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Greener Holiday Gifts

By Archive, December 12, 2007  |  Meet the Blogger  |  More Posts by Archive
Interested in adding an eco-friendly spin to your gifts this season? In a comment to this blog, Lela suggested assembling green kits to give as Christmas gifts. Here’s her plan: "They’ll include organic treats, samples of eco-friendly cleaning products and fair-trade cotton socks among other goodies. Instead of wrapping the kits, I got some brightly colored reusable grocery bags to put them in. I thought this was a fun way to introduce my family to the green culture and they’ll be able to use everything they’re given." Check out yahoo!’s Green Holiday Gift Guide for ideas for everyone on your list and send us your ideas for putting together green holiday gifts.
Category: Green Action

 

12 Comments

Comments

Cynthia says ...
My favorite green gift this year comes to us from www.ecoist.com. It is a set of 5 reusable shopping bags called Envirosax. They come in awesome designs and colors. They fold up easily and are stored in their own pouch. Make any purchase from the Ecoist website and they will plant a tree.
12/13/2007 6:25:56 AM CST
sue brent says ...
Growing up in Australia we used pillow cases to put presents in. Just like wrapping paper there are so many to choose from. It is a way to save paper and it saves on time, plus the receiver of the gift gets a nice new pillowcase.
12/13/2007 8:03:09 AM CST
Amanda T. says ...
I have recently become excited about gift certificates/card. I started thinking about this when a good friend of mine was having financial difficulties. I would give her Whole Foods gift cards for her birthday, the holidays, etc. At first it seemed so impersonal but then I realized how much she was touched by my understanding of her situation. To give her some trinket may have shown that I care but I didn't help her in her day to day life. Why not give a gift that does both? Other friends began expressing their excitement about receiving gift cards. And then I became hooked myself as my own birthday passed and some generous soul gave me my own gift card. The knick-knacks, the trinkets, the other items that friends and family had picked out for me were much appreciated but often hit-or-miss. They were often things that I really didn't need. It seemed wasteful on so many levels..my family/friends had put so much effort into selecting a gift only to have it sit on a shelf indefinitely..of course I appreciated it but the next time it moves off the shelf is going to be onto the yard sale table. Of course I feel bad about putting the ice cream maker that Aunt Fran for sale but honestly, I won't use it for lack of time and interest. Gift cards allow the recipient to buy whatever she/he desires or need thus reducing the purchase of not needed items. The gift wrapping and packaging of gift cards is also minimal which means less in the trash or recycle bin! I was originally wrong that gift cards are impersonal..they are one of the most thoughtful gifts money can buy! And their minimal impact upon the environment by keeping unnecessary items from being purchased in the first place to their minimalist packaging makes them one of the greenest gifts I will purchase this year for family and friends. Giving my loved ones the gift of consideration while protecting the environment at the same time is one of the most personal things I could possibly achieve this season!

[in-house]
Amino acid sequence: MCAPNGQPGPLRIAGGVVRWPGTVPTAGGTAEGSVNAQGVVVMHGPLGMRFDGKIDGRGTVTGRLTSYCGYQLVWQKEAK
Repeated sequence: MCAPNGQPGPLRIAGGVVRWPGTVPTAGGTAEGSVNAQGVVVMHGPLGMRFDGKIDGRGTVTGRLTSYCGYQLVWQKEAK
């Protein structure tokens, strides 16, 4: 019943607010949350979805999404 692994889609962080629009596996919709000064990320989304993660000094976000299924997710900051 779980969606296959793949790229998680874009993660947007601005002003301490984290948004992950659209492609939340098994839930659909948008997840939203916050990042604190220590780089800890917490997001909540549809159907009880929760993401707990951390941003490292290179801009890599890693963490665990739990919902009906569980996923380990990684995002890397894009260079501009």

12/13/2007 8:32:33 AM CST
Neelima Singh says ...
Hey Guys, I appreciate the idea of green bag as a Christmas gift but I thought of adding something more to your green bag....your paper bags are great....I love to use them for grocery or any shopping...plus you could add something for kids so they have a reason to be excited about like yr thanksgiving children's pencil box kit was great. Just a suggestion....thanks.
12/13/2007 1:45:00 PM CST
Sonia says ...
This year we will be giving live cacao and/or citrus trees to our friends who live locally. We could not do that with our mainland family as we can't send plants, but 5 people who are on our local gift giving list will receive cacao or citrus trees. The same thing could be done anywhere you live. Choose a fruit or nut tree that will produce in your area and give as gifts to your family and friends. They will be the gift that keeps on giving!